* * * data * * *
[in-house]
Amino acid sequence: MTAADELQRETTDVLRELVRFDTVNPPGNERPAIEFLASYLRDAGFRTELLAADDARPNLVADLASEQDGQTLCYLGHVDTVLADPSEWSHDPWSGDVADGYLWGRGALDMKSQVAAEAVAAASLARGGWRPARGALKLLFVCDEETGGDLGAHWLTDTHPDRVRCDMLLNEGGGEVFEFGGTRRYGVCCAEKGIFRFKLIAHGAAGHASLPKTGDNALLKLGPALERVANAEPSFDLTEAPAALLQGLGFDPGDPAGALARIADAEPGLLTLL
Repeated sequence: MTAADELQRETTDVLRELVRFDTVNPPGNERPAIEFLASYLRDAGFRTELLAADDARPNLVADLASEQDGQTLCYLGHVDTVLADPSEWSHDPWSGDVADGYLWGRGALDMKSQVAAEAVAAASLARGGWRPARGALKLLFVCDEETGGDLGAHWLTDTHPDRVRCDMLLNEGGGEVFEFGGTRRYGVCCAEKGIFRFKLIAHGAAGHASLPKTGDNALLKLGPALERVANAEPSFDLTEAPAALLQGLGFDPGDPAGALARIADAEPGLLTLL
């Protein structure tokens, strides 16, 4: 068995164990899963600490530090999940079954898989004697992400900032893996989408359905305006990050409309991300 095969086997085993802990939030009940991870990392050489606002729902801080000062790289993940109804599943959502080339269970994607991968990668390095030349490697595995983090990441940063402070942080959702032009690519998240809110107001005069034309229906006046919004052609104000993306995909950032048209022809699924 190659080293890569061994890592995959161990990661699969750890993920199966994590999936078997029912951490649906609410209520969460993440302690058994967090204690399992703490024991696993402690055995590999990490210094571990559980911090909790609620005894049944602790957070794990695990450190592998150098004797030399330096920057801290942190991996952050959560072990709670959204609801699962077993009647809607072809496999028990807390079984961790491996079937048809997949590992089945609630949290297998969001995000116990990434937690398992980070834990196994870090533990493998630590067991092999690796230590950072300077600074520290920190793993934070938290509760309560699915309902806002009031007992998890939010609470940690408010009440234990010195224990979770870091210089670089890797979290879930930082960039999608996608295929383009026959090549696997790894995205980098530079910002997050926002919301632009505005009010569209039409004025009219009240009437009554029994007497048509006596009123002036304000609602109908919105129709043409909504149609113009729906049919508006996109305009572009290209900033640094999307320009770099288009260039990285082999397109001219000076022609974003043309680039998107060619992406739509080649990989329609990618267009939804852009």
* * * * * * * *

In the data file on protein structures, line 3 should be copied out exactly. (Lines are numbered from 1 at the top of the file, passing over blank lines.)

Repeated sequence: MTAADELQRETTDVLRELVRFDTVNPPGNERPAIEFLASYLRDAGFRTELLAADDARPNLVADLASEQDGQTLCYLGHVDTVLADPSEWSHDPWSGDVADGYLWGRGALDMKSQVAAEAVAAASLARGGWRPARGALKLLFVCDEETGGDLGAHWLTDTHPDRVRCDMLLNEGGGEVFEFGGTRRYGVCCAEKGIFRFKLIAHGAAGHASLPKTGDNALLKLGPALERVANAEPSFDLTEAPAALLQGLGFDPGDPAGALARIADAEPGLLTLL